What Is Outbound Logistics: Strategies & Performance
When you’re running a business, being organized is absolutely essential.
With the amount of task, troubles and trials consistently flying at you, the more in order everything is the better.
Your logistics are therefore one of the most important facets of your business, but they are also one of the most expensive. In 2020, it was estimated that businesses spent over £1.5 trillion on logistics related costs.
So depending on the size of your business and what products you’re selling, you could be spending around 11% of your revenue on your logistics.
But is it a cost worth having? Logistics directly impacts the experience of your customers. So through optimizing your processes, you can not only reduce your costs but enhance the way your customers experience your business.
But what exactly is outbound logistics? We’ll take a look at outbound logistics and the importance that it has on businesses, no matter what size they are.
Here’s What We’ll Cover:
What Is Outbound Logistics?
Outbound logistics is a fairly easy to understand concept. It is the term used to describe the process of moving, storing and distributing goods. So essentially it is the process of the movement and storage of products from the end of the production line to their final destination; your customers.
There are 4 stages of outbound logistics:
- Warehousing and storage
- Inventory management
- Distribution and transportation
- Last-mile delivery
Let’s take a closer look at each stage and highlight their purposes.
Warehousing and Storage
The goal of warehousing is to keep your products safe, secure and readily available. Products can be stored in a warehouse that is owned by the business, or a warehouse that is owned by a third-party logistics company.
Warehouse management is a key system in the process. The more streamlined and organized the storage is, the more efficient you can make deliveries. This point brings us nicely onto the next stage.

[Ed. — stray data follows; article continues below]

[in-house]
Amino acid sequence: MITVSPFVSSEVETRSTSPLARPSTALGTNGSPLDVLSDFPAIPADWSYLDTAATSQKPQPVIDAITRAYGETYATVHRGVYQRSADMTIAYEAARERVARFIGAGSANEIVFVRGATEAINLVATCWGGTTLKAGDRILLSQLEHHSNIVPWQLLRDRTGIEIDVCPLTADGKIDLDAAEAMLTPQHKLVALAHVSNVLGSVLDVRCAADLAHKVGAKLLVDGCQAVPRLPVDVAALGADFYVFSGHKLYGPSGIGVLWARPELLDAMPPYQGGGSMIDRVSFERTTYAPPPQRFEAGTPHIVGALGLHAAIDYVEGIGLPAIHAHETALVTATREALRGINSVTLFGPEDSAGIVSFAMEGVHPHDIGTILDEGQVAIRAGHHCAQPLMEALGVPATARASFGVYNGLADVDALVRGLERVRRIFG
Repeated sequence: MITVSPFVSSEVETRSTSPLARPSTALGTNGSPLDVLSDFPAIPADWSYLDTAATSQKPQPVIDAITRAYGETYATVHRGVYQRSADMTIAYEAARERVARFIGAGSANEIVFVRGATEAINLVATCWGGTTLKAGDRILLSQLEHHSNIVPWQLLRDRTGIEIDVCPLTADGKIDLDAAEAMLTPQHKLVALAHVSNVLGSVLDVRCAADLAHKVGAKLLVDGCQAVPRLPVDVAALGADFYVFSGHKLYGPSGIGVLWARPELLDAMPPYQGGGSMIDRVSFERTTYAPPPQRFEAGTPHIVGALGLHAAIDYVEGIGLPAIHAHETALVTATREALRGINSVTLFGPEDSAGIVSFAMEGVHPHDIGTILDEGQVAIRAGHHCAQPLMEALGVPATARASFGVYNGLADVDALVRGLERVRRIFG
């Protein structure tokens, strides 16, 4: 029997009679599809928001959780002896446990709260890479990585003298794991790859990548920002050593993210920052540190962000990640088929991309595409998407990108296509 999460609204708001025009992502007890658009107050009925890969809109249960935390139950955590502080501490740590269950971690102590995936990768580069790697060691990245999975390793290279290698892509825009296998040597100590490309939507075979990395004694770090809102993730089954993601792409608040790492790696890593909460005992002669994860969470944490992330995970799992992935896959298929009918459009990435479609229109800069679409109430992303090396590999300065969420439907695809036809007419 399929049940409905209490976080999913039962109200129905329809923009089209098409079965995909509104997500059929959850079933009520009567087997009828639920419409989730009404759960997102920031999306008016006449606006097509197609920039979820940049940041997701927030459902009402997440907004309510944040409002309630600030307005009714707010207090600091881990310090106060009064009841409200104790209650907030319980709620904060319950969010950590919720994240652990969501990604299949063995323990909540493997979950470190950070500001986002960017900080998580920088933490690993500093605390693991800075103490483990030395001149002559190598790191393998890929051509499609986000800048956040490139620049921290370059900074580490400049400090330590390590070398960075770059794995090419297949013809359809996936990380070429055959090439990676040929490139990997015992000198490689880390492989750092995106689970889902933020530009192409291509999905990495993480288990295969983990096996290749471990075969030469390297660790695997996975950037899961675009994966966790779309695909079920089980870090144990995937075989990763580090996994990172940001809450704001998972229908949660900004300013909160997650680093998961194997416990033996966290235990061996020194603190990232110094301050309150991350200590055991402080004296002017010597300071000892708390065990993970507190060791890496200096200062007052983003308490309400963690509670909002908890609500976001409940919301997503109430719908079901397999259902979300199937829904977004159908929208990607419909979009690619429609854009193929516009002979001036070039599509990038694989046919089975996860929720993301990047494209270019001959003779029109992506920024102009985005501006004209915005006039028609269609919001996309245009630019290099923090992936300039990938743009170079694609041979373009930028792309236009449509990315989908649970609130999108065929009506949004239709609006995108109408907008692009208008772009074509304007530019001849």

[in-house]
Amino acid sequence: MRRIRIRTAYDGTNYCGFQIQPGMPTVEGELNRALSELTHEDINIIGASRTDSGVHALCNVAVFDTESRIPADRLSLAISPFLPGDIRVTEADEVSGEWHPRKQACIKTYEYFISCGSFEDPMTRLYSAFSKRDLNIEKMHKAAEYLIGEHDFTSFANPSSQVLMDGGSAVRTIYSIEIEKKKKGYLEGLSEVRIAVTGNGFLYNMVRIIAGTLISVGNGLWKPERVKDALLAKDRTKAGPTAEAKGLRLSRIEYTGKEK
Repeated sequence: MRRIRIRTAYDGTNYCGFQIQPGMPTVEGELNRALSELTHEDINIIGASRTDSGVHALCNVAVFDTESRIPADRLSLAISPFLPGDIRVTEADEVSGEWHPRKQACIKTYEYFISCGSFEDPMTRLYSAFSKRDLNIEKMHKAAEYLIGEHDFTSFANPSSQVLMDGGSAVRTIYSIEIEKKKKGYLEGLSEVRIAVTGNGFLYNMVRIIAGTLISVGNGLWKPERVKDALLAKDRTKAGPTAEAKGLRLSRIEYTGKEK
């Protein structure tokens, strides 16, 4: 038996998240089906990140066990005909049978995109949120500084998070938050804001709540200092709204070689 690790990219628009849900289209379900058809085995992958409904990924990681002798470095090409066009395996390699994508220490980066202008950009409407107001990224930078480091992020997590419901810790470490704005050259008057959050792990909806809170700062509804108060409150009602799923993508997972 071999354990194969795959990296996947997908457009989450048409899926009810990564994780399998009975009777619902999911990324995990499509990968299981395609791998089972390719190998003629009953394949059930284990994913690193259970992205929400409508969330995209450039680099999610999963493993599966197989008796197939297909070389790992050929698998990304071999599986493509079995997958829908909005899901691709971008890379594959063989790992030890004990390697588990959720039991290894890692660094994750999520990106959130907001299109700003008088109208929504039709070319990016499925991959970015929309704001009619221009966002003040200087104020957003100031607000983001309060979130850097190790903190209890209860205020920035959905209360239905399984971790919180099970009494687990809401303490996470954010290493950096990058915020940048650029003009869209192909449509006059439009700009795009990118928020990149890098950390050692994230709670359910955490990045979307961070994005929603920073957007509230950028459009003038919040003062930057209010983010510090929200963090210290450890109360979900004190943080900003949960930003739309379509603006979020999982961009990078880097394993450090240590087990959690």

It seems to be a good idea to know exactly where each product is in your warehouse. Yet a surprising number of warehouses are unorganized and unkept.
Inventory management involves packing and storing your goods and products in the right place. Many warehouse managers will have an inventory management system to help with this.
When the warehouse is organized, orders can be processed much faster as there is no confusion or delays.
Distribution and Transportation
Once an order has been placed and packed, it needs to be shipped.
At this stage of the process, goods will be loaded onto a vehicle to be delivered to distribution centers or partners. This may be on trucks, planes, boats etc. It entirely depends on the product or the transportation requirements.
Last Mile Delivery
The last mile delivery is arguably the most important stage of the process. This is where your products go from the distribution center to the customer's door.
It is also potentially the most expensive step as you will need a fleet of delivery trucks or vans to get the products safely to your customers.
What Is the Difference Between Inbound Logistics and Outbound Logistics?
There is a key difference that separates outbound and inbound logistics. Inbound logistics encompasses all of the processes that are related to receiving products from suppliers and manufacturers. This may include things such as:
- Procurement of raw materials
- Distributing goods
- Supplier returns
Outbound logistics however is everything to do with delivering products to a business’s customers. So this may include processes such as:
- Inventory management
- Order management
What Is the Process of Outbound Logistics?